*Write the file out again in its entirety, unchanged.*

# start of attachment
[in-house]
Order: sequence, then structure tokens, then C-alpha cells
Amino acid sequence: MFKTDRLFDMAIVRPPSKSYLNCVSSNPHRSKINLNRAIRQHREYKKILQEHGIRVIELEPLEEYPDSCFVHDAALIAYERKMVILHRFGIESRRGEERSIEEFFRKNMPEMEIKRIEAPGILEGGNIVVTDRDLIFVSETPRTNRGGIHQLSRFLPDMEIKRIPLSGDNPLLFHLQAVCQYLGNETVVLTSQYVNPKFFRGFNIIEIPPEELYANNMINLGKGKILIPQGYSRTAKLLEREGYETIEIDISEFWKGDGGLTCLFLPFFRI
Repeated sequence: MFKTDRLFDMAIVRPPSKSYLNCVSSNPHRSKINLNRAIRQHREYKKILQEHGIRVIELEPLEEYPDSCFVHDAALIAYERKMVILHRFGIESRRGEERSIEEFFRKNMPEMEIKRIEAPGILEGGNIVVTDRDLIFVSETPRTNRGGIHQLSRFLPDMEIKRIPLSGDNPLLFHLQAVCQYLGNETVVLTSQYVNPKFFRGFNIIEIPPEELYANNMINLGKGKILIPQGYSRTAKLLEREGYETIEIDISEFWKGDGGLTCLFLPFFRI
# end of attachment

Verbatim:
[in-house]
Order: sequence, then structure tokens, then C-alpha cells
Amino acid sequence: MFKTDRLFDMAIVRPPSKSYLNCVSSNPHRSKINLNRAIRQHREYKKILQEHGIRVIELEPLEEYPDSCFVHDAALIAYERKMVILHRFGIESRRGEERSIEEFFRKNMPEMEIKRIEAPGILEGGNIVVTDRDLIFVSETPRTNRGGIHQLSRFLPDMEIKRIPLSGDNPLLFHLQAVCQYLGNETVVLTSQYVNPKFFRGFNIIEIPPEELYANNMINLGKGKILIPQGYSRTAKLLEREGYETIEIDISEFWKGDGGLTCLFLPFFRI
Repeated sequence: MFKTDRLFDMAIVRPPSKSYLNCVSSNPHRSKINLNRAIRQHREYKKILQEHGIRVIELEPLEEYPDSCFVHDAALIAYERKMVILHRFGIESRRGEERSIEEFFRKNMPEMEIKRIEAPGILEGGNIVVTDRDLIFVSETPRTNRGGIHQLSRFLPDMEIKRIPLSGDNPLLFHLQAVCQYLGNETVVLTSQYVNPKFFRGFNIIEIPPEELYANNMINLGKGKILIPQGYSRTAKLLEREGYETIEIDISEFWKGDGGLTCLFLPFFRI